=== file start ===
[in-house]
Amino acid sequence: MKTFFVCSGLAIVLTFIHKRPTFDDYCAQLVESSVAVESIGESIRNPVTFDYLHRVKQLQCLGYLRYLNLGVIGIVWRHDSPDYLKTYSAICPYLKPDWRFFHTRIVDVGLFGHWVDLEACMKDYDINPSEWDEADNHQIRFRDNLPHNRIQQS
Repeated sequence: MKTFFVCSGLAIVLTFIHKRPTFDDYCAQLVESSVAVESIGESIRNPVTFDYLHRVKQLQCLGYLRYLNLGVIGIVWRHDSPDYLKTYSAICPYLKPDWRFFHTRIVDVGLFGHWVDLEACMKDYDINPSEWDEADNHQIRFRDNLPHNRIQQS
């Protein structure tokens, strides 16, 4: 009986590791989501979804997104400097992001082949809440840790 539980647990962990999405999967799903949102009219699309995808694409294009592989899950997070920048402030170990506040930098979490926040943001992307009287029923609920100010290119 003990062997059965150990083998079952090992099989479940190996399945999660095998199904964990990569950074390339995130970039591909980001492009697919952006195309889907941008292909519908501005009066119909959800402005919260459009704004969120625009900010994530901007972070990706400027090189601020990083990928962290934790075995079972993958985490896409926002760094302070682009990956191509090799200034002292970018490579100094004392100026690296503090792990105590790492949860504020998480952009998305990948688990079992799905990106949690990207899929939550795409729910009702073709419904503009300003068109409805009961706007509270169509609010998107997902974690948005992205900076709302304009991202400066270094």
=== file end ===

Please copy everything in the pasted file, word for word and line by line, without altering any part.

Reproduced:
[in-house]
Amino acid sequence: MKTFFVCSGLAIVLTFIHKRPTFDDYCAQLVESSVAVESIGESIRNPVTFDYLHRVKQLQCLGYLRYLNLGVIGIVWRHDSPDYLKTYSAICPYLKPDWRFFHTRIVDVGLFGHWVDLEACMKDYDINPSEWDEADNHQIRFRDNLPHNRIQQS
Repeated sequence: MKTFFVCSGLAIVLTFIHKRPTFDDYCAQLVESSVAVESIGESIRNPVTFDYLHRVKQLQCLGYLRYLNLGVIGIVWRHDSPDYLKTYSAICPYLKPDWRFFHTRIVDVGLFGHWVDLEACMKDYDINPSEWDEADNHQIRFRDNLPHNRIQQS
């Protein structure tokens, strides 16, 4: 009986590791989501979804997104400097992001082949809440840790 539980647990962990999405999967799903949102009219699309995808694409294009592989899950997070920048402030170990506040930098979490926040943001992307009287029923609920100010290119 003990062997059965150990083998079952090992099989479940190996399945999660095998199904964990990569950074390339995130970039591909980001492009697919952006195309889907941008292909519908501005009066119909959800402005919260459009704004969120625009900010994530901007972070990706400027090189601020990083990928962290934790075995079972993958985490896409926002760094302070682009990956191509090799200034002292970018490579100094004392100026690296503090792990105590790492949860504020998480952009998305990948688990079992799905990106949690990207899929939550795409729910009702073709419904503009300003068109409805009961706007509270169509609010998107997902974690948005992205900076709302304009991202400066270094």